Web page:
The Seeker

A Meta-Cognitive Journal About Writing… Plus Other Stuff

Guest Blogger: A Scientific View of Ridley Scott’s Use of Science

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Note:  Joel Hutson is one of the original subscribers to The Seeker, and sometimes chimes in with comments.  You might remember him from the road trip to Detroit two summers ago as described in these pages.  Since then, he’s been busy writing science stuff.  He is soon to have his first publication; it will appear in The Journal of Experimental Biology, and is titled “A test of the validity of range of motion studies of fossil archosaur elbow mobility using repeated-measures analysis and the extant phylogenetic bracket.”  You might say he knows a thing or two about science.  Thusly, he opines regarding yesterday’s post about Prometheus:

I only know Ridley Scott’s name, as do many other science teachers, simply because his name is synonymous with the movie Alien.  That movie is impressive in many ways, which Jeff deftly explained.  However, as an avid Star Wars fan, I must mention the one aspect of Scott’s movies that Jeff may not know about, but anyone with a scientific bent will appreciate.  Scott’s science fiction movies are scientifically accurate, or, at least much more so than movies like Star Wars.  This detail is important for three reasons:

1) Scott has the testicular fortitude to not play down to the ignorant demands of the masses and make the decisions that bad science should be used for sensational effect (e.g., like Kubrick he did not let the sounds of rockets be heard in space in Alien, which is an impossibility);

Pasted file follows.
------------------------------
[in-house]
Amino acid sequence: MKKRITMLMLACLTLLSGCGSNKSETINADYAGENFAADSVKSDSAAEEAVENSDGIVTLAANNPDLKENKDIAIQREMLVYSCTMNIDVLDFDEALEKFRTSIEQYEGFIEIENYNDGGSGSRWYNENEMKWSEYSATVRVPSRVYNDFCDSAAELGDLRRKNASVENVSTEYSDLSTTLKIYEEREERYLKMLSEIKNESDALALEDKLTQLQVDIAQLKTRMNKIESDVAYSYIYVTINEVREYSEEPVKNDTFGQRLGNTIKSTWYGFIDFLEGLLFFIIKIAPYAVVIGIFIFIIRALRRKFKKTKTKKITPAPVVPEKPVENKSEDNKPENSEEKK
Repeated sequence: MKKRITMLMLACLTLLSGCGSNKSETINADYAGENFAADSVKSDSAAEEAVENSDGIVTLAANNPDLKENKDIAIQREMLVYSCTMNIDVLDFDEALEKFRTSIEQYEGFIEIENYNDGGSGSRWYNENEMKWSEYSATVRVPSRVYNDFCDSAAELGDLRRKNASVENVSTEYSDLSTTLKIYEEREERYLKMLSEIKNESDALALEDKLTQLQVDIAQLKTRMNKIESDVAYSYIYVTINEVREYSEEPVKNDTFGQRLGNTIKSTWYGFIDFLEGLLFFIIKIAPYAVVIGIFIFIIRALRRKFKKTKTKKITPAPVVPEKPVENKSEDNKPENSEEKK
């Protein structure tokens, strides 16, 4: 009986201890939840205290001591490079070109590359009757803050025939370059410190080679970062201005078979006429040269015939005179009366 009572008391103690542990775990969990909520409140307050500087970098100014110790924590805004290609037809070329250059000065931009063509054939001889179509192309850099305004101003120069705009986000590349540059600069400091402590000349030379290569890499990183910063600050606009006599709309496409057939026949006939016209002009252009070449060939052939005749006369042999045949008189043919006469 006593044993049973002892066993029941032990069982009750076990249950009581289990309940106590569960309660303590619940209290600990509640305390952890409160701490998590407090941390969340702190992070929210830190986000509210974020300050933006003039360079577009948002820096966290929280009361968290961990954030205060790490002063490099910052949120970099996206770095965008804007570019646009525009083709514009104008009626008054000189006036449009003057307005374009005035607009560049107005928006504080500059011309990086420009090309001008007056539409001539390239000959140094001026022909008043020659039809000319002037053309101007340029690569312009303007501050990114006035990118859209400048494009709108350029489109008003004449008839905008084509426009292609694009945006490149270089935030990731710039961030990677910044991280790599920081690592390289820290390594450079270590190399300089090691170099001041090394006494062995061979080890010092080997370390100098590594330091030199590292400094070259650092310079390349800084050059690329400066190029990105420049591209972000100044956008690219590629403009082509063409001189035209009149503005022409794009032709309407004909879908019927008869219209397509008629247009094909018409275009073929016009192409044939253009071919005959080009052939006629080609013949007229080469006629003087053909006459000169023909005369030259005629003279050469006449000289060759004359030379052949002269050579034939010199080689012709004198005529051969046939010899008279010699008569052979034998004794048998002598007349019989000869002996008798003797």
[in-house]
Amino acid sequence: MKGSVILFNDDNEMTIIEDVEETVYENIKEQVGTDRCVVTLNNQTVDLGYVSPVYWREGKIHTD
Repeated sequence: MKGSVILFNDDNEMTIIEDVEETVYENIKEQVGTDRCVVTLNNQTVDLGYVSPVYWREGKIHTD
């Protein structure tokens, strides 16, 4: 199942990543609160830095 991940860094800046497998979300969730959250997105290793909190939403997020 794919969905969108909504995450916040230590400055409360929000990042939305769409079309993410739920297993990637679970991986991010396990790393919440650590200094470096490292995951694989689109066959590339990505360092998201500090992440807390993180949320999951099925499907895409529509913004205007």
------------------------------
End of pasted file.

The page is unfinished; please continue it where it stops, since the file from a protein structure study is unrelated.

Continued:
2) unlike Kubrick’s 2001:  Space Odyssey, Scott’s scientific accuracy is used not to bore you, but is with great effect to draw you in, as was done in another gripping science fiction movie called Predator;

3) Scott’s science is often “dual science,” which is science that can be used for good or evil and so he seems also to be using his films for social commentary, on the not-so-nice uses to which science can be put.

In short, I like Scott’s movies because I can relax with the foreknowledge that I will appreciate his attention to detail, and anticipate that he will use science to scare the bejeezus out of me instead of awakening the little guy on my shoulder who says, “Ahem. . . that’s not possible.”

Comments:  Thanks for your insights, Joel.  It’s interesting to note that you mentioned the scientific quality of Predator. Let’s not forget that the Predator and Alien universes have been mashed up in two films, so there must be something sympatico about them beyond the scientific quality.

As coincidence would have it, The New Yorker published a Science Fiction issue last week.  In it, no less an authority than Ursula K. Le Guin commented on the struggle of denial that SF writers put themselves through as they strive to have their work considered as legitimate literature by what she calls the Republic of Letters:  “Pay no attention to the spaceships, the post-holocaust scenery, or the mutants…  My novel is not sci-fi; it is literature.”  It seems that science fiction literature is not alone in that regard; science fiction films have suffered under the same pall.  Again, here’s hoping that Ridley Scott transcends the usual trappings and that those of us who see Prometheus talk more about the people than the panache.  I’m starting to worry that the film was shot in 3D.

Written by seeker70

June 7, 2012 at 10:25 pm

Posted in Uncategorized

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